Support for LAist comes from
We Explain L.A.
Stay Connected

Share This

This is an archival story that predates current editorial management.

This archival content was written, edited, and published prior to LAist's acquisition by its current owner, Southern California Public Radio ("SCPR"). Content, such as language choice and subject matter, in archival articles therefore may not align with SCPR's current editorial standards. To learn more about those standards and why we make this distinction, please click here.


Beware the Bad Cheese... Don't be a Dairy Dummy

Stories like these are only possible with your help!
You have the power to keep local news strong for the coming months. Your financial support today keeps our reporters ready to meet the needs of our city. Thank you for investing in your community.

Know your cheese! Photo by foodistablog/Flickr

Know your cheese! Photo by foodistablog/Flickr
Utensils down, chefs! Do you know where that cheese was made? If you don't, you could be cooking with what the Los Angeles County Health Officer calls "a recipe for disaster," and that has zero to do with your culinary prowess. A press release issued by the county's Department of Public Health is warning consumers about dairy products, particularly "Latin American-style soft cheese and sour cream, purchased from unlicensed manufacturers or vendors," because they may be full of contaminants.Buyer beware--the list of dairy products typically sold by unlicensed manufacturers include: Queso Fresco, Panela, Queso Seco, Asadero, Queso Oaxaca, Queso Cotija, and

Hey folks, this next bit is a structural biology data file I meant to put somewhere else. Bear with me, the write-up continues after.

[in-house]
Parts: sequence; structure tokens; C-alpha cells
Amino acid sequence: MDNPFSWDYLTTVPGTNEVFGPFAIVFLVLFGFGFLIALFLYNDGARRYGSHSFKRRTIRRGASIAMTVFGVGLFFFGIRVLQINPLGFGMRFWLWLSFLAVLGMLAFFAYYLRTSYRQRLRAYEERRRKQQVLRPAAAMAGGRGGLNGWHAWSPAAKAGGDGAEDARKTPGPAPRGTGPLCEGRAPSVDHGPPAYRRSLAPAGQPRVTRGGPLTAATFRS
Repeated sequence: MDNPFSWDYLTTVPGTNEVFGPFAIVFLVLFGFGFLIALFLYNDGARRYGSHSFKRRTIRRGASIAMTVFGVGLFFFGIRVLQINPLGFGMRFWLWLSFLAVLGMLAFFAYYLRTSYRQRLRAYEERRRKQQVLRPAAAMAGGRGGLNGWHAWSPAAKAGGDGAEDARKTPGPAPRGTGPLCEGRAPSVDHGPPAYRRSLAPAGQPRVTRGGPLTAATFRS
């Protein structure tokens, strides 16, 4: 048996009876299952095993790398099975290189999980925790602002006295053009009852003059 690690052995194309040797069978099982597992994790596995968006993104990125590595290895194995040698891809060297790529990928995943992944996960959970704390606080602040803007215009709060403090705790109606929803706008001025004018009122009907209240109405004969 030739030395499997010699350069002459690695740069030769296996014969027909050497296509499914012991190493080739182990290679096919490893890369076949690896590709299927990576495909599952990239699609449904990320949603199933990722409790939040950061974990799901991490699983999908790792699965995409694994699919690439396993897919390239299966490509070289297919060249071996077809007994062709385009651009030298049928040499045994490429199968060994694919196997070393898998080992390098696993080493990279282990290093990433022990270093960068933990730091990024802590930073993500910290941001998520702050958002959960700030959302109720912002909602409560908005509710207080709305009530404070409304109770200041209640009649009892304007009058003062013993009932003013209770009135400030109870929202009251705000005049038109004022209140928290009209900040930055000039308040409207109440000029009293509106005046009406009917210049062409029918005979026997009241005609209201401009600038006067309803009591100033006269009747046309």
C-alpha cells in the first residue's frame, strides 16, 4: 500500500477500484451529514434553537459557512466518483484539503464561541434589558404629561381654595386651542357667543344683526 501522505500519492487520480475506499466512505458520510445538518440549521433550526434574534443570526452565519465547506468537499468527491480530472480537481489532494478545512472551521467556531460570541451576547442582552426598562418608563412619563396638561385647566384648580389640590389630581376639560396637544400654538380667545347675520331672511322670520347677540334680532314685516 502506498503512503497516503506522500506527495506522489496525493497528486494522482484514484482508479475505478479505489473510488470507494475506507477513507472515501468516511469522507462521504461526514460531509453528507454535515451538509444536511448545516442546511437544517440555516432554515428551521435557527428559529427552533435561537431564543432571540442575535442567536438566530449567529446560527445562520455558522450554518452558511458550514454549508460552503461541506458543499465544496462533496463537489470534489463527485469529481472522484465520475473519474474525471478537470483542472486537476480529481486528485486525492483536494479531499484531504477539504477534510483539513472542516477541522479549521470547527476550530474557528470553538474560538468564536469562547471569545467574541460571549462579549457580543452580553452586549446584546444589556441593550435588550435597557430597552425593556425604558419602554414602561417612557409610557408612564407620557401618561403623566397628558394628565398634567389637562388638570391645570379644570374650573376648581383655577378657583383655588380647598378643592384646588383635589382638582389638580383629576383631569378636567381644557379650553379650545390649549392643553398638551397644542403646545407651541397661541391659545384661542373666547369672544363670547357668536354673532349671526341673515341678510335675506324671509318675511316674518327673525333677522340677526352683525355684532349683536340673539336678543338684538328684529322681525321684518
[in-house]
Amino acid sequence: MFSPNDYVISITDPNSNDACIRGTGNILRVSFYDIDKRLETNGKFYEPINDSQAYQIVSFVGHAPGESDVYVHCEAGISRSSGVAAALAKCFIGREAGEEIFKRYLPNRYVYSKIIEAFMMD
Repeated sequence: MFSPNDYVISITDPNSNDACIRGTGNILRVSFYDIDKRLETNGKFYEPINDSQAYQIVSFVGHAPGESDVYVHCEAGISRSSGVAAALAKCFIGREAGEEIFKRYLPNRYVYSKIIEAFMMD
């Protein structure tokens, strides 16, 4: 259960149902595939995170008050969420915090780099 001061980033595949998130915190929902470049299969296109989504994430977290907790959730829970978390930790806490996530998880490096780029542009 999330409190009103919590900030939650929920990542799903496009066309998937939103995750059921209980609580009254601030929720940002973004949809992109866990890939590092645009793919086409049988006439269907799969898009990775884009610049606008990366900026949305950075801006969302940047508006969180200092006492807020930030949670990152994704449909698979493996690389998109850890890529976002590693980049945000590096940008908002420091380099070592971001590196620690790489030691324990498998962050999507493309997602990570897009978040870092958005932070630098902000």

Crema. These products are made of raw milk and could be potentially harmful to your health. The CDC breaks down the dangers of unpasteurized dairy on their site.

But before you think this warning takes the "fun" out of your Queso Fundido, the Public Heath folks want to remind you of some common sense food practices, like making sure the package is sealed, has a complete label and is kept in the refrigerated section of the market. Also, "Do not purchase cheese from unlicensed manufacturers, unlicensed vendors at swap meets, door-to-door vendors, or on the street," they caution consumers.

Many people, however, safely incorporate raw dairy into their diets, and encourage those interested in doing a bit more digging on the matter to understand the larger picture of food safety, and the baseline issue of any dairy's origin--not the pasteurizer, but the cows themselves. You are able to purchase raw milk in many places, and you can even make your own raw yogurt and cheese at home. Check here for a list of raw milk sources in California.